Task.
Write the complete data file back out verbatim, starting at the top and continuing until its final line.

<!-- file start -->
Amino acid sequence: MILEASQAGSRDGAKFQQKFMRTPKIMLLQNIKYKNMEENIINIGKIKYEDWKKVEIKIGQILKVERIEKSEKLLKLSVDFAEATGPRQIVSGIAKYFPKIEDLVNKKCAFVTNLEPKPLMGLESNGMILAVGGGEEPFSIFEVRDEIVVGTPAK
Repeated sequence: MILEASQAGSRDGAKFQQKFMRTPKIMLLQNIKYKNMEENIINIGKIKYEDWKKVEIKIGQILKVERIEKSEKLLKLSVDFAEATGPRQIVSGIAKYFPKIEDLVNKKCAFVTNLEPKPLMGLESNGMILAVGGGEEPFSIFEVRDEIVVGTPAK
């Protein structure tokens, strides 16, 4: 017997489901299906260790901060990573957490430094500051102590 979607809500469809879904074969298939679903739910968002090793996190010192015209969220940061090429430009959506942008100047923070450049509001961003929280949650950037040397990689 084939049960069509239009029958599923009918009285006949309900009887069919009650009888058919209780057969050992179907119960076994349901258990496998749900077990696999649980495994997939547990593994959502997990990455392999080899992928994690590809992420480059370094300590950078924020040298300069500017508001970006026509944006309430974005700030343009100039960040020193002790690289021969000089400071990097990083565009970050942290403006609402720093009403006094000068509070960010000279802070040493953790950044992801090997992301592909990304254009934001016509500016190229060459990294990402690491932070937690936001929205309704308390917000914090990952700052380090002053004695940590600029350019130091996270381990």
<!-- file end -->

Amino acid sequence: MILEASQAGSRDGAKFQQKFMRTPKIMLLQNIKYKNMEENIINIGKIKYEDWKKVEIKIGQILKVERIEKSEKLLKLSVDFAEATGPRQIVSGIAKYFPKIEDLVNKKCAFVTNLEPKPLMGLESNGMILAVGGGEEPFSIFEVRDEIVVGTPAK
Repeated sequence: MILEASQAGSRDGAKFQQKFMRTPKIMLLQNIKYKNMEENIINIGKIKYEDWKKVEIKIGQILKVERIEKSEKLLKLSVDFAEATGPRQIVSGIAKYFPKIEDLVNKKCAFVTNLEPKPLMGLESNGMILAVGGGEEPFSIFEVRDEIVVGTPAK
């Protein structure tokens, strides 16, 4: 017997489901299906260790901060990573957490430094500051102590 979607809500469809879904074969298939679903739910968002090793996190010192015209969220940061090429430009959506942008100047923070450049509001961003929280949650950037040397990689 084939049960069509239009029958599923009918009285006949309900009887069919009650009888058919209780057969050992179907119960076994349901258990496998749900077990696999649980495994997939547990593994959502997990990455392999080899992928994690590809992420480059370094300590950078924020040298300069500017508001970006026509944006309430974005700030343009100039960040020193002790690289021969000089400071990097990083565009970050942290403006609402720093009403006094000068509070960010000279802070040493953790950044992801090997992301592909990304254009934001016509500016190229060459990294990402690491932070937690936001929205309704308390917000914090990952700052380090002053004695940590600029350019130091996270381990």